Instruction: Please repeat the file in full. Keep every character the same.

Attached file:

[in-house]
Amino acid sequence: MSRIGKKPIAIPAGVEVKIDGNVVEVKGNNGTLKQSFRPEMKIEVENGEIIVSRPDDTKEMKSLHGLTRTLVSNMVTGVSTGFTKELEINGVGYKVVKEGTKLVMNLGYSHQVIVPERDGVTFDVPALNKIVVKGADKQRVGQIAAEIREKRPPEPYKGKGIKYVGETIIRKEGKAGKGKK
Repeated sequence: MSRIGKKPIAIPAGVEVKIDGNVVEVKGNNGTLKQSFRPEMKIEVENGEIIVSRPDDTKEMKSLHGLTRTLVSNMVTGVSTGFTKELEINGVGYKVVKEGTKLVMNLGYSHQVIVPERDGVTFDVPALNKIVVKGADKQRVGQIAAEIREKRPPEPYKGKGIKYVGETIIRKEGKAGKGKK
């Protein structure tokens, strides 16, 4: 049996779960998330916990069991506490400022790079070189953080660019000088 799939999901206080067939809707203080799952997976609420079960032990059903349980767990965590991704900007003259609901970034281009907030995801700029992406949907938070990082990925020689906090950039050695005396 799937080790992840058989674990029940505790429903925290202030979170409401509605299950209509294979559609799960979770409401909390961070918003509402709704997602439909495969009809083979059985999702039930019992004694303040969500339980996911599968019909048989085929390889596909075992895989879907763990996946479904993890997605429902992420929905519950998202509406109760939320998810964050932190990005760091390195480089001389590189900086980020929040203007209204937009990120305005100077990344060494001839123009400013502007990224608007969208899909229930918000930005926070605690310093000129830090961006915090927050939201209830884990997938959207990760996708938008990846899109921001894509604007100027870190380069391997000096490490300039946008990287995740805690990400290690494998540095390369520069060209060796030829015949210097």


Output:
[in-house]
Amino acid sequence: MSRIGKKPIAIPAGVEVKIDGNVVEVKGNNGTLKQSFRPEMKIEVENGEIIVSRPDDTKEMKSLHGLTRTLVSNMVTGVSTGFTKELEINGVGYKVVKEGTKLVMNLGYSHQVIVPERDGVTFDVPALNKIVVKGADKQRVGQIAAEIREKRPPEPYKGKGIKYVGETIIRKEGKAGKGKK
Repeated sequence: MSRIGKKPIAIPAGVEVKIDGNVVEVKGNNGTLKQSFRPEMKIEVENGEIIVSRPDDTKEMKSLHGLTRTLVSNMVTGVSTGFTKELEINGVGYKVVKEGTKLVMNLGYSHQVIVPERDGVTFDVPALNKIVVKGADKQRVGQIAAEIREKRPPEPYKGKGIKYVGETIIRKEGKAGKGKK
């Protein structure tokens, strides 16, 4: 049996779960998330916990069991506490400022790079070189953080660019000088 799939999901206080067939809707203080799952997976609420079960032990059903349980767990965590991704900007003259609901970034281009907030995801700029992406949907938070990082990925020689906090950039050695005396 799937080790992840058989674990029940505790429903925290202030979170409401509605299950209509294979559609799960979770409401909390961070918003509402709704997602439909495969009809083979059985999702039930019992004694303040969500339980996911599968019909048989085929390889596909075992895989879907763990996946479904993890997605429902992420929905519950998202509406109760939320998810964050932190990005760091390195480089001389590189900086980020929040203007209204937009990120305005100077990344060494001839123009400013502007990224608007969208899909229930918000930005926070605690310093000129830090961006915090927050939201209830884990997938959207990760996708938008990846899109921001894509604007100027870190380069391997000096490490300039946008990287995740805690990400290690494998540095390369520069060209060796030829015949210097």